Gators Get Help From Mallett's Father Figure

FAYETTEVILLE — Jim Mallett considers three coaches largely responsible for turning his only son into a strong-armed quarterback who's now the Southeastern Conference's leading passer.

One of them is Scott Surratt, Ryan Mallett's former quarterbacks coach at Texas High. Another one is Arkansas coach Bobby Petrino, who's a perfectionist like Surratt.

And the third coach who's had a large hand in shaping Mallett has likely given Florida's defensive coaches plenty of tips on how to shut down his former pupil on Saturday.

Mallett formed such a close bond with Florida quarterbacks coach Scot Loeffler during their one year together at Michigan in 2007 that Mallett saw his former position coach as a father figure. It didn't matter that there's only a 13-year age difference between them.

"Coach Loeffler, he was like another father to me through the whole recruiting process and everything. That's one of the main reasons I chose to go to Michigan," Mallett said.

"So it's going to be kind of awkward standing on a different sideline as him come Saturday. But it's not going to be in my head on Saturday at all."

Mallett turned down dozens of other scholarship offers and signed with Michigan out of high school, in large part because of Loeffler, who recruited the former five-star quarterback.

"It was kind of an easy decision for Ryan," Jim Mallett said in an August interview.

But when Lloyd Carr retired as the Wolverines' coach following the 2007 season, Mallett's father said his son considered following Loeffler to another school. Ryan Mallett transferred to Arkansas only after Loeffler accepted a job as the Detroit Lions' quarterbacks coach.

"He's one of the best coaches there is in fundamentals besides the coaches we got (at Arkansas)," Mallett said of Loeffler, who's in his first year on Urban Meyer's staff at top-ranked Florida. "So with the coaches I've worked with in my two different stints at two universities, (it's) unbelievable how much coaching I've received."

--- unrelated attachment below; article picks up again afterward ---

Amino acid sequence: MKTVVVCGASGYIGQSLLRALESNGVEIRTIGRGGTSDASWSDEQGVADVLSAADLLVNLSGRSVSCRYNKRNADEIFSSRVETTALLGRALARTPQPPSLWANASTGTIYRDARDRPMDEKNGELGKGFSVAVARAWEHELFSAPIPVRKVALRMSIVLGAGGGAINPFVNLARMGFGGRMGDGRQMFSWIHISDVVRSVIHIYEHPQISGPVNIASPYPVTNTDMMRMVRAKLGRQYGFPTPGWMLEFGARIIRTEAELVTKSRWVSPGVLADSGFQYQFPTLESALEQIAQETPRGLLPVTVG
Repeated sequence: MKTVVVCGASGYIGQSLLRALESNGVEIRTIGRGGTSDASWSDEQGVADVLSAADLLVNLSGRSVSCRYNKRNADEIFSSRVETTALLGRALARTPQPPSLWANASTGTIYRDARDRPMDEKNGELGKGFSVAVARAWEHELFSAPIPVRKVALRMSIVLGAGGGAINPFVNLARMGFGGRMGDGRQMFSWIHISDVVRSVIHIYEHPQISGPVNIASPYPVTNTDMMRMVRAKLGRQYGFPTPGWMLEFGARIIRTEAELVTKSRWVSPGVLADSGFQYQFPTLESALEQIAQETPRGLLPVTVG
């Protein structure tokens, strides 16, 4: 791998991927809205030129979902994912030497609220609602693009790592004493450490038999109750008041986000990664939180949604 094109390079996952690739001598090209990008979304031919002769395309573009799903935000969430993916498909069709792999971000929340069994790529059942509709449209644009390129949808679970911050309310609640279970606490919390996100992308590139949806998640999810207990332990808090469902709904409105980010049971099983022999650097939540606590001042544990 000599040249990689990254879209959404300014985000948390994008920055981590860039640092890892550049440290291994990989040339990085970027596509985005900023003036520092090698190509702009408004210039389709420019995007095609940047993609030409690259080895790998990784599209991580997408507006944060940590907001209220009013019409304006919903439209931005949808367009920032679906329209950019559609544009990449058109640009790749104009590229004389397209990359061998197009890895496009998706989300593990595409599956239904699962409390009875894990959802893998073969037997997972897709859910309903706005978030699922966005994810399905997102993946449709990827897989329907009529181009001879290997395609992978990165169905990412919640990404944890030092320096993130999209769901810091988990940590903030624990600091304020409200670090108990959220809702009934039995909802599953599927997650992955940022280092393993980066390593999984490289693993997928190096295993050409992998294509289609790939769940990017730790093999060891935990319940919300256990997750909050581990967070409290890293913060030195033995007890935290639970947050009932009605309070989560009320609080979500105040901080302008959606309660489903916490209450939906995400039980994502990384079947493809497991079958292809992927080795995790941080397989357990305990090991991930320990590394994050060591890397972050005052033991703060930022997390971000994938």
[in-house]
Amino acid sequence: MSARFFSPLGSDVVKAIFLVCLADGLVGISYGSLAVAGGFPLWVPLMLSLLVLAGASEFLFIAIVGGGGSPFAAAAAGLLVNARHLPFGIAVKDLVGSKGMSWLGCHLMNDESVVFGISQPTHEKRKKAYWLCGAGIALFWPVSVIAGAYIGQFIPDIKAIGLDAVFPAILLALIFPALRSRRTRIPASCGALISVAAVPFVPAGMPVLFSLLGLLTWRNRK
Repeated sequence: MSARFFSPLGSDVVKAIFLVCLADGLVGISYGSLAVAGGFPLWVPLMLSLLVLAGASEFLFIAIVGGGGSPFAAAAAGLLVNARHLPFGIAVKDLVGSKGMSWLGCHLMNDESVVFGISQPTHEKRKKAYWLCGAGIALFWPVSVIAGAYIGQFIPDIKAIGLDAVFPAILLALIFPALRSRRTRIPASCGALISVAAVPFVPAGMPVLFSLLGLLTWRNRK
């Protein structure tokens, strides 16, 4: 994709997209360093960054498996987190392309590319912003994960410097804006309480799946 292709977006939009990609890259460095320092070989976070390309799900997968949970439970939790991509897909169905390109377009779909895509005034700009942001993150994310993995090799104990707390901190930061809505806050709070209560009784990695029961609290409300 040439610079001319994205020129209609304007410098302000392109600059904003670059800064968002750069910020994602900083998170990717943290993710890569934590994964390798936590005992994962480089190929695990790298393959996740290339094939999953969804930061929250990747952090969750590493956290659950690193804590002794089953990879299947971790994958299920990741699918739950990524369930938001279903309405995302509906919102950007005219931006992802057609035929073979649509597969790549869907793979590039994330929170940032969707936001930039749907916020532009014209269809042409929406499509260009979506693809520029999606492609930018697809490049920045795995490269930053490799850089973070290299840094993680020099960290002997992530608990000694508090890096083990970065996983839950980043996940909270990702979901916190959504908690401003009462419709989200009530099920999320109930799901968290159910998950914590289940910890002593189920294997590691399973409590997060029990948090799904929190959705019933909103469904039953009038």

Mallett said it's been hard to keep in touch with Loeffler, especially since they're now at rival schools. And with Arkansas set to face Florida at 2:30 p.m. Saturday in Ben Hill Griffin Stadium, the chances of them talking this week are unlikely.

College football coaches try to gather as much information on an upcoming opponent as possible. Not surprisingly, Meyer admitted that he'll likely pick Loeffler's brain to get some pointers on how to defend against Mallett.

"We talked about him already. Scot's got a lot of respect for him," Meyer said of Mallett. "(Loeffler) said he's got one of the best arms that he's been around, some of those (Chad) Hennes and (Tom) Bradys and those guys. So I'm sure Scot will give us some insight into Mallett."

Loeffler should know more than most opposing coaches about Mallett, who has lived up to the hype so far in his first season as Arkansas' starter. The 6-foot-7, 238-pound sophomore leads the SEC in passing (284.4 yards per game), and through five games he has already thrown as many touchdown passes (13) as Casey Dick, last year's starter.

Jim Mallett said Loeffler began looking at his son when he was an unusually big freshman who helped lead Texas High to the state semifinal game. Their bond grew to the point where Ryan Mallett — who's not a fan of cold weather — gladly signed with Michigan.

When Henne got hurt during the 2007 season, Mallett took over as the Wolverines' starter for three games, beating Notre Dame, Penn State and Minnesota. He passed for 892 yards with seven touchdowns and five interceptions in 11 games as a freshman.

So will Loeffler be able to give the Gators some inside information that will help their top-ranked defense contain Mallett, who has thrown for 1,422 yards in five games this season?

"I don't know," Mallett said. "A lots changed in two years, so we'll see."

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